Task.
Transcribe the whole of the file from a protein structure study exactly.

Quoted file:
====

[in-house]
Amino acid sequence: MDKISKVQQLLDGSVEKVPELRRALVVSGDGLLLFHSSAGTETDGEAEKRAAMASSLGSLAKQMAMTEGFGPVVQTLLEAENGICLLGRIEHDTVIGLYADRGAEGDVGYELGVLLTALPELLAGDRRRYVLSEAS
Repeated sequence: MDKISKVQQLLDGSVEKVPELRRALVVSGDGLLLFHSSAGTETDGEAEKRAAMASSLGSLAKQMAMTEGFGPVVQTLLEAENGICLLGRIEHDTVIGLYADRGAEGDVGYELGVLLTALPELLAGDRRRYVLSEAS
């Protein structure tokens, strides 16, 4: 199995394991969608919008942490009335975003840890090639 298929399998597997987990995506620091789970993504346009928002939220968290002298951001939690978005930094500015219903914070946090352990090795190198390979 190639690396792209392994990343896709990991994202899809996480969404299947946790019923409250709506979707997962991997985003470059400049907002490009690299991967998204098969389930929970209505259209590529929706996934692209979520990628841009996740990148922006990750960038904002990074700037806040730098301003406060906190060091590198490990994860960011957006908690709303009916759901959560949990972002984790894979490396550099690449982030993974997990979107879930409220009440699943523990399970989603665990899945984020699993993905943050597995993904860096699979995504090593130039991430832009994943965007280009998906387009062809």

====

[in-house]
Amino acid sequence: MDKISKVQQLLDGSVEKVPELRRALVVSGDGLLLFHSSAGTETDGEAEKRAAMASSLGSLAKQMAMTEGFGPVVQTLLEAENGICLLGRIEHDTVIGLYADRGAEGDVGYELGVLLTALPELLAGDRRRYVLSEAS
Repeated sequence: MDKISKVQQLLDGSVEKVPELRRALVVSGDGLLLFHSSAGTETDGEAEKRAAMASSLGSLAKQMAMTEGFGPVVQTLLEAENGICLLGRIEHDTVIGLYADRGAEGDVGYELGVLLTALPELLAGDRRRYVLSEAS
């Protein structure tokens, strides 16, 4: 199995394991969608919008942490009335975003840890090639 298929399998597997987990995506620091789970993504346009928002939220968290002298951001939690978005930094500015219903914070946090352990090795190198390979 190639690396792209392994990343896709990991994202899809996480969404299947946790019923409250709506979707997962991997985003470059400049907002490009690299991967998204098969389930929970209505259209590529929706996934692209979520990628841009996740990148922006990750960038904002990074700037806040730098301003406060906190060091590198490990994860960011957006908690709303009916759901959560949990972002984790894979490396550099690449982030993974997990979107879930409220009440699943523990399970989603665990899945984020699993993905943050597995993904860096699979995504090593130039991430832009994943965007280009998906387009062809």